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Legalization

Vermont’s Perfect Storm to a Retail Cannabis Market

Mike Adams

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While cannabis advocates push to raise vast campaign funding to pass initiatives to legalize the leaf in their neck of the woods, Vermont is poised to become the first state in the nation to take this leap by way of its legislature.

Earlier this week, House Speaker Shap Smith—who has admitted in the past to not being completely sold on the concept of legal weed—said that he fully intends to stand behind legislation in 2016 aimed at establishing a retail cannabis trade across the state.

Although Smith has stood along the sidelines of the cannabis movement over the past year, he now taken sides with the will of the people to pass a common sense bill on the issue in the next legislative session.

“It’s clear to me in my discussions with Vermonters that in general, the people in this state probably favor legalization,” Smith told Vermont Public Radio. “I will support a bill to legalize marijuana if we make sure that we have very strong protections for people who are driving under the influence, to make sure that we can prosecute them, and as long as we make sure that we have laws that keep marijuana out of the hands of kids.”

Smith’s support for legalization compounded with the current attitude in the governor’s office could create a perfect storm that will allow Vermont to do what no other state has yet to accomplish—legalize a fully recreational cannabis trade by way of the state legislature.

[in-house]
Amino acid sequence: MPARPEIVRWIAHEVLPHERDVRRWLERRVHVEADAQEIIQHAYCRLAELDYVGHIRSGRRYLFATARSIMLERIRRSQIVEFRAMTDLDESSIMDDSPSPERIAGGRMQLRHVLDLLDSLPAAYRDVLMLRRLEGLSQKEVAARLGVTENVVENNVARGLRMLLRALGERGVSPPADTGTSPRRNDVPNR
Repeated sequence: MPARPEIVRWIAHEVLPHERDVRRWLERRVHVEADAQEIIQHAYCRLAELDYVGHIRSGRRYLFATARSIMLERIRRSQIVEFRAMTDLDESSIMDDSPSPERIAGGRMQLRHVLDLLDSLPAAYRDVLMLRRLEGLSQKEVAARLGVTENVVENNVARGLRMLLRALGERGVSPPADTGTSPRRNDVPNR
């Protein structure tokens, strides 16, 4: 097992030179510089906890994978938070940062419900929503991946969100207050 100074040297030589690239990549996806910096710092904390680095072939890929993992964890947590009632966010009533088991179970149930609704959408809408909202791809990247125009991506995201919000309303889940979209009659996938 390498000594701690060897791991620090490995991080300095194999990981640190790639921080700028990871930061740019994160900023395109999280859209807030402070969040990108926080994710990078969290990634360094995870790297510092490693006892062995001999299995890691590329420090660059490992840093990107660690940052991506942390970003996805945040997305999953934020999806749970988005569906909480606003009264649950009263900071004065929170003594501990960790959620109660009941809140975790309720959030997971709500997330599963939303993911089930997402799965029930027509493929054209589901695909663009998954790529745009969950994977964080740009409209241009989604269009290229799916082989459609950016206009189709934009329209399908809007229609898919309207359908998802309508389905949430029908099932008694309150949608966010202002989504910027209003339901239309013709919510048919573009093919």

This is a big deal in the grand scheme of pot politics because it could inspire some of the more timid legislatures, at least those in states without the availability to pass voter initiatives, to crawl out from behind their shields of pseudo-morality and anti-pot politics to appease the popular majority.

Keith Stroup, founder of NORML, wrote earlier this year that it would be an “enormous political achievement” for a state to win legalization by getting it approved by the majority of the legislature and signed by the governor. He said that moving away from ballot initiatives and legalizing weed the “old-fashioned way” was the best method for getting recreational marijuana approved in the majority of the states.

It was predicted at the beginning of 2015 that Rhode Island would become the first state in the U.S. to legalize recreational marijuana through the state legislature.

However, instead of throwing their balls up on the table in an aggressive effort to pass the bill, state lawmakers sandbagged the issue before taking off for summer recess. Therefore, while it looks like Vermont and Rhode Island are both contenders to pass a recreational measure in 2016, with the way each state’s respective legislative sessions falls, it is likely that the Green Mountain State will be the first to chisel its name in the history books.

So, what does this mean for Vermont’s stoner population?

Smith, who is running for Governor in 2016, said he feels confident the state legislature will pass a marijuana bill in the spring, setting the Vermont cannabis industry up to open its doors by 2017.

Mike Adams is a High Times Staff writer hailing from the darkest depths of the Armpit of America—Southern Indiana.

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